Shoppers stay close to home as retailers fight crisis
In the fourth part of a series on how Covid-19 has upended the world, Rhiannon Curry examines the impact on the high street
‘Rather than shopping while they are at work, people have now realised that there is quite a good local shop’
When the British Retail Consortium lamented in January that 2019 had been the worst year for retail in 25 years, it could have had little idea what the following few months would hold. High streets quickly became one of the major casualties of the virus lockdown, and the roll call of troubled businesses as the UK emerges blinking into the autumn reads like a list of the great and the good of British retailing: Marks & Spencer, Debenhams, Monsoon Accessorize, John Lewis and Laura Ashley are just some of the brands bruised by the last few months.
While shops were allowed to reopen in mid-June, consumers have been hesitant to return en masse, although footfall is beginning to improve.
Figures released by Springboard showed shopper numbers across all UK retail destinations rose by 4.1pc last week – although numbers remain more than 30pc lower than last year.
As he revealed plans for a restructure, Steve Rowe, M&S boss, warned some shopper habits had been “changed forever” by the pandemic.
There have been two fundamental shifts, explains Kien Tan, senior retail adviser at PwC: what we’re buying and where we’re buying it – and these changes are likely to stick for at least the next couple of years.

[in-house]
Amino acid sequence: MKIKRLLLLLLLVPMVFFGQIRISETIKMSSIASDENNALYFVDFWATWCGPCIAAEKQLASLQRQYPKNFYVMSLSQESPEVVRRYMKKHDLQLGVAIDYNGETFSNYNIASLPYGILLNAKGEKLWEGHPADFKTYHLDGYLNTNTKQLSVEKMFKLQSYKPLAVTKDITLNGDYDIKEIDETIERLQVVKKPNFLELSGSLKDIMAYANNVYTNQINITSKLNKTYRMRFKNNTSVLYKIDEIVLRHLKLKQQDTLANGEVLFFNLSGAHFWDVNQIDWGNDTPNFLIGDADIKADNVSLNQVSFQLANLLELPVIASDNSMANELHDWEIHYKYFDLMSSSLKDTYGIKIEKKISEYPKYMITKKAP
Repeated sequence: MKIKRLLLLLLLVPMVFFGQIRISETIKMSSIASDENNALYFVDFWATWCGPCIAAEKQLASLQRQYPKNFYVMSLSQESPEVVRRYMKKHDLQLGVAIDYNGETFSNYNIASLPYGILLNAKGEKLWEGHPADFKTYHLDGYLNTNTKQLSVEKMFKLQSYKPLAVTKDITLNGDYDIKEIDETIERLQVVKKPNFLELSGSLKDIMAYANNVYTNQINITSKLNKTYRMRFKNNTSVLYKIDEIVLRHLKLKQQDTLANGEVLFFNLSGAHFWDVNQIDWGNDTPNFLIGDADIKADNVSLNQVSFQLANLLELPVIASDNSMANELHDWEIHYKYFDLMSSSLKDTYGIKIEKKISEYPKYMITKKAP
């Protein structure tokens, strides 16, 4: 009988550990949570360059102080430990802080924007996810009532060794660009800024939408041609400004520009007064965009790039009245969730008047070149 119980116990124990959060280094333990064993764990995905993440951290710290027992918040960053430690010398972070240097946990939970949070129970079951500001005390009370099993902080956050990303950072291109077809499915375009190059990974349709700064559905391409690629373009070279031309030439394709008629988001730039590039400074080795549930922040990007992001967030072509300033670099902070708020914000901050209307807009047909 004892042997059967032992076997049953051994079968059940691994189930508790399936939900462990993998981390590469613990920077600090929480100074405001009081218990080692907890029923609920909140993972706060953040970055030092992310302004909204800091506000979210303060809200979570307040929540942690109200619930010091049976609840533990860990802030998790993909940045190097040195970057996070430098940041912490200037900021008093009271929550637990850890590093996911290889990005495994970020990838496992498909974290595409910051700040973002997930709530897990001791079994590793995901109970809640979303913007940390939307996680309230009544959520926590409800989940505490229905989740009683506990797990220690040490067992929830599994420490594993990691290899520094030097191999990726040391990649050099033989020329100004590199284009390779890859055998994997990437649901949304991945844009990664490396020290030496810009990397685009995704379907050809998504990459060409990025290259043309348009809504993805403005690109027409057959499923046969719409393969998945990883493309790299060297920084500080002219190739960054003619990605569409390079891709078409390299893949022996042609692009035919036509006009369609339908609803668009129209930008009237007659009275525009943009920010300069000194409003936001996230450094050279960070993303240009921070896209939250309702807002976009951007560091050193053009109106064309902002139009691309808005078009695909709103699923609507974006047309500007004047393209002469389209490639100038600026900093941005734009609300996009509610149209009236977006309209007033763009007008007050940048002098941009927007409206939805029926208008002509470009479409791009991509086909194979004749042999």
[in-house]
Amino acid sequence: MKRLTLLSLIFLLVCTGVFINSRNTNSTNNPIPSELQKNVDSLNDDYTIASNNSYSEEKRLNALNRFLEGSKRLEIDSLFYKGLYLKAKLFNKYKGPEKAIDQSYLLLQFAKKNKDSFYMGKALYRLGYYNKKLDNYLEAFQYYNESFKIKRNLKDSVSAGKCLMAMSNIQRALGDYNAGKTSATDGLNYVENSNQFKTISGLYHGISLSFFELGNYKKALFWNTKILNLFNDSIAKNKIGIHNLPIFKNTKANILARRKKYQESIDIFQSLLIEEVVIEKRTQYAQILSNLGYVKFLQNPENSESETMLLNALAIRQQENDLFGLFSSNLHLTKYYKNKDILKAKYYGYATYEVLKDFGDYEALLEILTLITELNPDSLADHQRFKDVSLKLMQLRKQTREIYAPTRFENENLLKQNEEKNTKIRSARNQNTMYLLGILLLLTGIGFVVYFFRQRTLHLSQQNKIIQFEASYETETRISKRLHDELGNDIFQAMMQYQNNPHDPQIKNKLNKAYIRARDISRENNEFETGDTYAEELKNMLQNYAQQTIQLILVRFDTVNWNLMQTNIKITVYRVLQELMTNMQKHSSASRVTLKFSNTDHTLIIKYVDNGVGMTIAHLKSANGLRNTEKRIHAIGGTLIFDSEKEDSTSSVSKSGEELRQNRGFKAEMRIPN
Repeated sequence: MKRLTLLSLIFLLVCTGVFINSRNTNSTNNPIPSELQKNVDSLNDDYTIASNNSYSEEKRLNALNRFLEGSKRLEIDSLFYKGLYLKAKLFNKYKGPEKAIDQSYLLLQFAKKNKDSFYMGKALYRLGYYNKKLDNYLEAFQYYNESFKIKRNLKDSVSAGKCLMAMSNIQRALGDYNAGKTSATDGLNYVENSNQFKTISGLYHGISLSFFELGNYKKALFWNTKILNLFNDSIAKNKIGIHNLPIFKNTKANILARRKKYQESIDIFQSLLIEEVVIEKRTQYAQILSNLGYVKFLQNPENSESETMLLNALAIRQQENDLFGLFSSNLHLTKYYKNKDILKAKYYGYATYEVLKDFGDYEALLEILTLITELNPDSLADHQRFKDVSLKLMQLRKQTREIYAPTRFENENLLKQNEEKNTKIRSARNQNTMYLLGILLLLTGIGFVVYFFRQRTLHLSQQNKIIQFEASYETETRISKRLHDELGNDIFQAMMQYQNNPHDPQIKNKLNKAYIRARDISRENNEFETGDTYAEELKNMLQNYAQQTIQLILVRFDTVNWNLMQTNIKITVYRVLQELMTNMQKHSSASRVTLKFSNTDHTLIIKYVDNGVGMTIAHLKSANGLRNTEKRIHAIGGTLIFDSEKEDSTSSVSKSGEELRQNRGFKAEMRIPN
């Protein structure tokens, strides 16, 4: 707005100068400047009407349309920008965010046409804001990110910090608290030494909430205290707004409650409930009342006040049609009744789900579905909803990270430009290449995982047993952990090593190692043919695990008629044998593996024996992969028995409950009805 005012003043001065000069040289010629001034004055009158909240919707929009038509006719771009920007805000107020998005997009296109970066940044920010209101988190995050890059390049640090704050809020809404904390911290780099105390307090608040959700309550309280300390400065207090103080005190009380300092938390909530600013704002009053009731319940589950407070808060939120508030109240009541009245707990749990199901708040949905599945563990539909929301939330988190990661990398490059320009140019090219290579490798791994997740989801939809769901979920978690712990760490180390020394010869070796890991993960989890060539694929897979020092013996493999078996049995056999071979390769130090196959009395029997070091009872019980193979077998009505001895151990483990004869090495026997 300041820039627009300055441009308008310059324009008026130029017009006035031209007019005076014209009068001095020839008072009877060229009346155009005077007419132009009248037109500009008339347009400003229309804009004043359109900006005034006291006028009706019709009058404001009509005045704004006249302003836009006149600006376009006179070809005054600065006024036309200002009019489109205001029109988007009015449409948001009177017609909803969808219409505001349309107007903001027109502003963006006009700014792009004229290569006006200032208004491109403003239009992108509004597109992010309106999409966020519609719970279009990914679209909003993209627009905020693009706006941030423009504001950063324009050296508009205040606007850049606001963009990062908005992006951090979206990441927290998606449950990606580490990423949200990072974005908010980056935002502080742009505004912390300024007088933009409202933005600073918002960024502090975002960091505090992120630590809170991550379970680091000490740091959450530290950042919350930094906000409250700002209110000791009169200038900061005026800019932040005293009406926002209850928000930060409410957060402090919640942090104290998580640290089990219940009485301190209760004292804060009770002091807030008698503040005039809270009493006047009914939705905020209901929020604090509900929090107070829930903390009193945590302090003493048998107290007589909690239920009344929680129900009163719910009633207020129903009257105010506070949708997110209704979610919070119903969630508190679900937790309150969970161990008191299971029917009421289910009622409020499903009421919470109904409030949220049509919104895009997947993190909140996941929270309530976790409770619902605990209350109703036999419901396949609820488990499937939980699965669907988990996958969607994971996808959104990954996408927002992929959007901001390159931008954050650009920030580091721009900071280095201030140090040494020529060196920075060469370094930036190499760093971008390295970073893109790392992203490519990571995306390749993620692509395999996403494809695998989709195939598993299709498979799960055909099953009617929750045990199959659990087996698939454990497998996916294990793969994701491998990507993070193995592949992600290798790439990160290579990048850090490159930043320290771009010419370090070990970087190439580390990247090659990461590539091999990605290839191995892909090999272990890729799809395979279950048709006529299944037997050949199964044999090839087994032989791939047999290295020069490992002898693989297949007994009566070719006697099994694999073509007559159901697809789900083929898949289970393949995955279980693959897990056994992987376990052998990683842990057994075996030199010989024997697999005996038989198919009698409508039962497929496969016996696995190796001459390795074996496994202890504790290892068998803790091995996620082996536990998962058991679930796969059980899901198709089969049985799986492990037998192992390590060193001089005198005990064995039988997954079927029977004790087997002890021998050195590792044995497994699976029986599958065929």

Britons were already enthusiastic about online shopping compared to their European counterparts, but figures from the Office for National Statistics show a spike in internet retailing in May, when 32.8pc of all goods were bought online. The previous year, that figure had been
‘It took us 10 years to get from 10pc to 20pc internet penetration, and about two months to get from 20pc to 30pc’
18.8pc. “It took us 10 years to get from 10pc to 20pc internet penetration, and about two months to get from 20pc to 30pc,” Tan says.
Putting aside grocery shopping, he says the most surprising change is the speed at which the UK has embraced buying fashion online. It is a trend which experts expect to persist.
“Coronavirus meant many people tried online shopping for the first time,” says Kyle Monk, director of insights at the BRC. “While some of these people are already returning to the high street since lockdown ended, others are likely to continue with this new habit, giving online shopping a permanent boost into the future.”
So is this move to online the end of Britain as a nation of shopkeepers? Far from it, says Mat Oakley, head of European research at Savills, who suggests that the pandemic has done little more than accelerate what was already under way in the sector. In fact, he predicts independent businesses, which people came to rely on during the worst days of lockdown, could be a surprising beneficiary.
“I think a lot of people have rediscovered their local shops during the last few months,” he says. “Rather than shopping while they are at work, or getting in the car and travelling to their nearest large town, they have realised that there is quite a good local shop for something.”